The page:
We read the article by Borderie and associates with great interest. We commend the authors’ effort and find their results consistent with available evidence. While it is interesting to know that eyes undergoing anterior lamellar keratoplasty (ALK) had a lower incidence of rejection episodes and irreversible rejection compared to the penetrating keratoplasty (PK) group, could the authors kindly throw some light on the following questions that came up in our discussion?
In Figure 1, the authors highlight that only 77 patients in the ALK group completed follow-up at 36 months. In Figure 2, however, it is stated that the cumulative incidence of reversible and irreversible rejection episodes of 149 ALK patients with a 36-months-postoperative time period was 0% and 10%, respectively. It is unclear, however, how these figures were calculated given that only 77 patients were followed up to 36 months.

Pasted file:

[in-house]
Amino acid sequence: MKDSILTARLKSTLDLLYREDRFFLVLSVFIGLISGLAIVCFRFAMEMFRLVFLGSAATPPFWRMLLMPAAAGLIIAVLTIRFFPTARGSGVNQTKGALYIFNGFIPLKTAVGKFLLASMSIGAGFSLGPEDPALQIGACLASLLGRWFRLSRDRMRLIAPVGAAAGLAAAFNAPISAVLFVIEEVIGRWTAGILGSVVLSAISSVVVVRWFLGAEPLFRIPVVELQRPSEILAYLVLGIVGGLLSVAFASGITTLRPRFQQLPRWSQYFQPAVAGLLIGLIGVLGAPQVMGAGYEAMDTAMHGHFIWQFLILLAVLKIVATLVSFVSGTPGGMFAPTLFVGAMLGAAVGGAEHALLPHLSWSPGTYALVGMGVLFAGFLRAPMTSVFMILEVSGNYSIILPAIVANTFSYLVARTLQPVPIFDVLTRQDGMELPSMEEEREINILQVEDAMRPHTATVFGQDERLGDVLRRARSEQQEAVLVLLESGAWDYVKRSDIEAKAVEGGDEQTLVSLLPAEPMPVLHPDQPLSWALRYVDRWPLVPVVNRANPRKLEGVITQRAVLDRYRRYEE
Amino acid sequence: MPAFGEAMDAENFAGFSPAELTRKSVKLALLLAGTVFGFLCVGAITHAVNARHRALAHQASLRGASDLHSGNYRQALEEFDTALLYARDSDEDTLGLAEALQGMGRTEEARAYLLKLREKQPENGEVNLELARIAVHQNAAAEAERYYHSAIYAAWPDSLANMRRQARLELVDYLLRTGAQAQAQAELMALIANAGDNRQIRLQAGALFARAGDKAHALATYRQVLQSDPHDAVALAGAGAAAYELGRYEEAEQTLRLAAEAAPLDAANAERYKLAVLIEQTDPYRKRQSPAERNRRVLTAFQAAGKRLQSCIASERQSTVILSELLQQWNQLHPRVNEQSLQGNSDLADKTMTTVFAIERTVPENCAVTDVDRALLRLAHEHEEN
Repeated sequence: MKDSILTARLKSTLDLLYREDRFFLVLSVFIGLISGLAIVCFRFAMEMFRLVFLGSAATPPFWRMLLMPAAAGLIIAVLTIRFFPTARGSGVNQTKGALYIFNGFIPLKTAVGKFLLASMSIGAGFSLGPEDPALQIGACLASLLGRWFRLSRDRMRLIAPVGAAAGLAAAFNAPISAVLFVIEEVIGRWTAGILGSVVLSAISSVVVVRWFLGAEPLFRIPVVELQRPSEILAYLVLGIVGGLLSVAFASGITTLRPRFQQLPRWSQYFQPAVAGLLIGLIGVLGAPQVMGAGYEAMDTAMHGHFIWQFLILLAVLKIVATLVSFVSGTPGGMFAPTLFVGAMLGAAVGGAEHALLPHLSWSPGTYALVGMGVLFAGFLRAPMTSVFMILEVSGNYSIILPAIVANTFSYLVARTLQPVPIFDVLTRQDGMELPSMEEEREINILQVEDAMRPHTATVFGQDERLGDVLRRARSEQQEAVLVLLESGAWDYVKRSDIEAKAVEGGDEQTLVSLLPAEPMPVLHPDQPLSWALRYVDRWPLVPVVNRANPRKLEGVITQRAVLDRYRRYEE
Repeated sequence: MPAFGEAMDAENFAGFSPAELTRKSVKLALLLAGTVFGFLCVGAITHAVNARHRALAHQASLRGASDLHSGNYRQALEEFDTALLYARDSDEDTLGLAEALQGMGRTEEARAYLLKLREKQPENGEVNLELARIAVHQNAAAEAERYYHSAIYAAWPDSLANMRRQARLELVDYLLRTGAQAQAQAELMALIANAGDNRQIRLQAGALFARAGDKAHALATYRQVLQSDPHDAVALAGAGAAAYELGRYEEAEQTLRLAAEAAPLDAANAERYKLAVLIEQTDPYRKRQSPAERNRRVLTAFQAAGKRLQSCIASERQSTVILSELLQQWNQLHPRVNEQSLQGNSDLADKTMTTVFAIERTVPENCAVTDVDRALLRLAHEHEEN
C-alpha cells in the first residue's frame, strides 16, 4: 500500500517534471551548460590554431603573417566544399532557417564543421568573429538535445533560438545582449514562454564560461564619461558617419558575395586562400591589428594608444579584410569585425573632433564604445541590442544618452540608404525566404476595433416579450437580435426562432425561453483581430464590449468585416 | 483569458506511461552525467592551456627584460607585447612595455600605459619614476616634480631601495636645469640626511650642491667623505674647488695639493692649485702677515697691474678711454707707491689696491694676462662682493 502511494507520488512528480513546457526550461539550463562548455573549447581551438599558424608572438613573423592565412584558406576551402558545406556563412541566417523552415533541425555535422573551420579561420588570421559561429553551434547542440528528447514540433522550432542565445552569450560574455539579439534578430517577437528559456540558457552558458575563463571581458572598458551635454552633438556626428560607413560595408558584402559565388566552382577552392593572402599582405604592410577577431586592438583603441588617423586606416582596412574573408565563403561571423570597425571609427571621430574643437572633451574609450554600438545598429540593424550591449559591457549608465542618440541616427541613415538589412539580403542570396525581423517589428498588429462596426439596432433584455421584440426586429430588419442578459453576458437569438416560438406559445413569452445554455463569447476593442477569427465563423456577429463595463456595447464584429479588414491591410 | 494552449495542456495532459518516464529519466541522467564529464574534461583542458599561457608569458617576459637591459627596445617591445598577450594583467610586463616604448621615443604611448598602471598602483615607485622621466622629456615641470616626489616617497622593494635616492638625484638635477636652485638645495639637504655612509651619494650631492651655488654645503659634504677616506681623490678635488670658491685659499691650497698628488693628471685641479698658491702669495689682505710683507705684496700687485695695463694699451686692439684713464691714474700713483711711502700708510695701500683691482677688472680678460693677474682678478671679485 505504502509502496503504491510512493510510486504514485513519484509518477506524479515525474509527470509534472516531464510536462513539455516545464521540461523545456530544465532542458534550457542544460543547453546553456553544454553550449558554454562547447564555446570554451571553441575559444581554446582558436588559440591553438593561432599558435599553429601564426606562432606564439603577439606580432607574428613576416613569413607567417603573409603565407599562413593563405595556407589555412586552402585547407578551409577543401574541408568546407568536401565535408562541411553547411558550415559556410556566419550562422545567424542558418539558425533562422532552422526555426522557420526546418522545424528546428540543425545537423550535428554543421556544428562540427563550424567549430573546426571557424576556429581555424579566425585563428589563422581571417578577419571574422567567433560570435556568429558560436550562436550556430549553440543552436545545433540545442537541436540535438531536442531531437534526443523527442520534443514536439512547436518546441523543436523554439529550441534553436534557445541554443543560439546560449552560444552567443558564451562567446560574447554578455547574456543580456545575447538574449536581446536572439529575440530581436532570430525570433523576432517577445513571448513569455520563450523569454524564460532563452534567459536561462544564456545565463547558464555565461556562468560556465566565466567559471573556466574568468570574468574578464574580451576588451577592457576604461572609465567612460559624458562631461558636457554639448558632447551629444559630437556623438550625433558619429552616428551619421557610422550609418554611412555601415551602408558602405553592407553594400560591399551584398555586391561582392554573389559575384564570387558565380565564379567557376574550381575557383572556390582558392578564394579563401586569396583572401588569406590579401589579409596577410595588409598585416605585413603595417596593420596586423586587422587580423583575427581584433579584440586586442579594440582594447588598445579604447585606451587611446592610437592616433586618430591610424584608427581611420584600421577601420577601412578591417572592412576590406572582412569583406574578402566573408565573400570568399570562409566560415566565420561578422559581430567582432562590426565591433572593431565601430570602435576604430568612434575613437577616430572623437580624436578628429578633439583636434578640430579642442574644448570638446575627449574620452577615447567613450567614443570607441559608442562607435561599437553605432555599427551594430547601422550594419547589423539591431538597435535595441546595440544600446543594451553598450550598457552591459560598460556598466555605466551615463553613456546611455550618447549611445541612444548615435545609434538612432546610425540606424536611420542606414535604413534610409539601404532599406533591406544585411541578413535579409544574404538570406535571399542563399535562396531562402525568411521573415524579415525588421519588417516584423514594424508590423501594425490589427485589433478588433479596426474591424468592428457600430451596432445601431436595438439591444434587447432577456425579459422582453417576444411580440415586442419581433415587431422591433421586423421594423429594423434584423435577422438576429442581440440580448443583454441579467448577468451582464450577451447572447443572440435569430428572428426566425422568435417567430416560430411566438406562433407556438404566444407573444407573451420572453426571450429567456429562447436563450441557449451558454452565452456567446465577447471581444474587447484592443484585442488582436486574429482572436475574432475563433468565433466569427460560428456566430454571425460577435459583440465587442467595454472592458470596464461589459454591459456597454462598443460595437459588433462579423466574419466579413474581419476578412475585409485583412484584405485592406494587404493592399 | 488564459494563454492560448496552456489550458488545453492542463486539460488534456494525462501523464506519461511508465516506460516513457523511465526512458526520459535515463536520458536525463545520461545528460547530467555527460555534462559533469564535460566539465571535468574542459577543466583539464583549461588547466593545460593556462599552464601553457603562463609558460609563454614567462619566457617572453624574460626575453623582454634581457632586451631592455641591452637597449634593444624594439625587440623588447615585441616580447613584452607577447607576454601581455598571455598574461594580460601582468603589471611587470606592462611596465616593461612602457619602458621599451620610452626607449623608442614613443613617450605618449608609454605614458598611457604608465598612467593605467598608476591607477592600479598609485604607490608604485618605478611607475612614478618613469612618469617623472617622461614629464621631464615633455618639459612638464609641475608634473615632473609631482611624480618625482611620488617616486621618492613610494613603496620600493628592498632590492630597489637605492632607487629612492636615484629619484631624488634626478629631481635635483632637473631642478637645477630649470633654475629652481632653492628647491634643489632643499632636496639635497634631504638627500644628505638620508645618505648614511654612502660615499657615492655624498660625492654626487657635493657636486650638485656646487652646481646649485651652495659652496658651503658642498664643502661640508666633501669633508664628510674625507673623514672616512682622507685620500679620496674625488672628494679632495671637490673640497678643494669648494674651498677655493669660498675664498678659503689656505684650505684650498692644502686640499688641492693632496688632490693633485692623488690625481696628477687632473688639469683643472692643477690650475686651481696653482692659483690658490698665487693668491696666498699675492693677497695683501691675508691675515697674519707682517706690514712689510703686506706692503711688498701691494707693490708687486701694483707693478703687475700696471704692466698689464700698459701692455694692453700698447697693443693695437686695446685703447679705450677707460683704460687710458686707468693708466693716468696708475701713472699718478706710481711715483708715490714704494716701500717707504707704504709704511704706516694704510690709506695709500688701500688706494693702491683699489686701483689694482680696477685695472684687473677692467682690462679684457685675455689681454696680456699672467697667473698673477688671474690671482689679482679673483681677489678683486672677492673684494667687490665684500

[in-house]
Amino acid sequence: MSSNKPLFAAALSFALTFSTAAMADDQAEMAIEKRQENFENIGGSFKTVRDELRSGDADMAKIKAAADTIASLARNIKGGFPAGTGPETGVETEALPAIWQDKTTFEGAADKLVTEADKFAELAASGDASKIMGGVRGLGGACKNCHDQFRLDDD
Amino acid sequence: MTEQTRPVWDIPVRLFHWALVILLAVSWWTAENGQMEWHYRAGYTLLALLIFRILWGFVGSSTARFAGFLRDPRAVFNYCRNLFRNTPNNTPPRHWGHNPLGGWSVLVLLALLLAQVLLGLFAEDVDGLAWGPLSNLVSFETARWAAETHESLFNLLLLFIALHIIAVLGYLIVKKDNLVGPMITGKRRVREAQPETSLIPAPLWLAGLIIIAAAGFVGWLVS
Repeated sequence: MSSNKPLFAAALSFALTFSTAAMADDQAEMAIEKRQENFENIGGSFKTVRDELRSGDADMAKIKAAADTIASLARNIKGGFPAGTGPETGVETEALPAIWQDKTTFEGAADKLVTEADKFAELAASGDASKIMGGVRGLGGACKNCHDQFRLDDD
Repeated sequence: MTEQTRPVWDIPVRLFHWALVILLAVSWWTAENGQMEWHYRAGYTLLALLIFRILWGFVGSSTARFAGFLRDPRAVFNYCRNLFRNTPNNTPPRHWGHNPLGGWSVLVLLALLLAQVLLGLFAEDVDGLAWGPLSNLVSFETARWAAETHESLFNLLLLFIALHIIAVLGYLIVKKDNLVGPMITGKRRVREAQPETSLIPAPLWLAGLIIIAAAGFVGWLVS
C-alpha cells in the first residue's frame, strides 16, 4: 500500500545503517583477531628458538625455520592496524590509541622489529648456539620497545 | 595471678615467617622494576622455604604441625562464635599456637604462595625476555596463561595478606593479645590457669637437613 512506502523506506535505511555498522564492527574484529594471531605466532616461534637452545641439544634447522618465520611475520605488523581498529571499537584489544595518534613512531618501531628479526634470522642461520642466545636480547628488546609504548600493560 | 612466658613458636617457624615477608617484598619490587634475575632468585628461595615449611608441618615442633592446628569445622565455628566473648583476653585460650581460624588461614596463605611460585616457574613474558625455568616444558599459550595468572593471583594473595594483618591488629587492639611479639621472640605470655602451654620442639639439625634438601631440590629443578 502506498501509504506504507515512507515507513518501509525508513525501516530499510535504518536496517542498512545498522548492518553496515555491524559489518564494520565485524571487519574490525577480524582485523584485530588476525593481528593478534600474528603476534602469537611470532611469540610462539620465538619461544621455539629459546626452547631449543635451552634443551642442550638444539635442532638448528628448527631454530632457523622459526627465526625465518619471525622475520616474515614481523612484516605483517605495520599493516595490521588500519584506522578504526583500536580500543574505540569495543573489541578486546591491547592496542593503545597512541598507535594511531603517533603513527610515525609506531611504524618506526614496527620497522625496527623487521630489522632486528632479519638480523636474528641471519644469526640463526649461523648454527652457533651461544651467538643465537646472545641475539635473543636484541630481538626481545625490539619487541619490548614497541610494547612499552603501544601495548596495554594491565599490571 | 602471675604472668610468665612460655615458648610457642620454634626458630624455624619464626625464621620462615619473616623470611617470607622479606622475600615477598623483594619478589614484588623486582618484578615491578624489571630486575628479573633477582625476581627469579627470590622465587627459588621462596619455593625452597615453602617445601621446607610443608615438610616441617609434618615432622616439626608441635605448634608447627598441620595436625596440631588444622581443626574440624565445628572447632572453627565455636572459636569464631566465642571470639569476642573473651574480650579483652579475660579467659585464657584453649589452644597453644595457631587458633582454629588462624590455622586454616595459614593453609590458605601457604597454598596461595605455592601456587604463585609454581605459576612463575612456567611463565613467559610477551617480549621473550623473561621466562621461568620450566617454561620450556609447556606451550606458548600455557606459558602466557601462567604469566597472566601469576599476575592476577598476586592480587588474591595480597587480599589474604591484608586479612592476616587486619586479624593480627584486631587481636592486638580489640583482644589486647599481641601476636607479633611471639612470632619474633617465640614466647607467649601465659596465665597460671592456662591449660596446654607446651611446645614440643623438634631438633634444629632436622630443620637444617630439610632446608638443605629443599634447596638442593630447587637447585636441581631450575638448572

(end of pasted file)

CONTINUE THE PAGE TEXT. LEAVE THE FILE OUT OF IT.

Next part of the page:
In addition, in terms of graft survival, it would be helpful if the authors would provide information on the remaining 72 patients of the ALK group, for whom no follow-up data are provided. That is, how many patients were lost to follow-up and what were the reasons for this? If even 1 or 2 more patients in the ALK group had graft failure, this would have a significant effect on the overall graft survival, particularly in comparison to the PK group. In addition, similar data for the 28 patients who had PK would be informative.
Essentially, graft failure and/or rejection episodes in the patients who were lost to follow-up could have a significant bearing on the outcomes reported, and this needs clarification.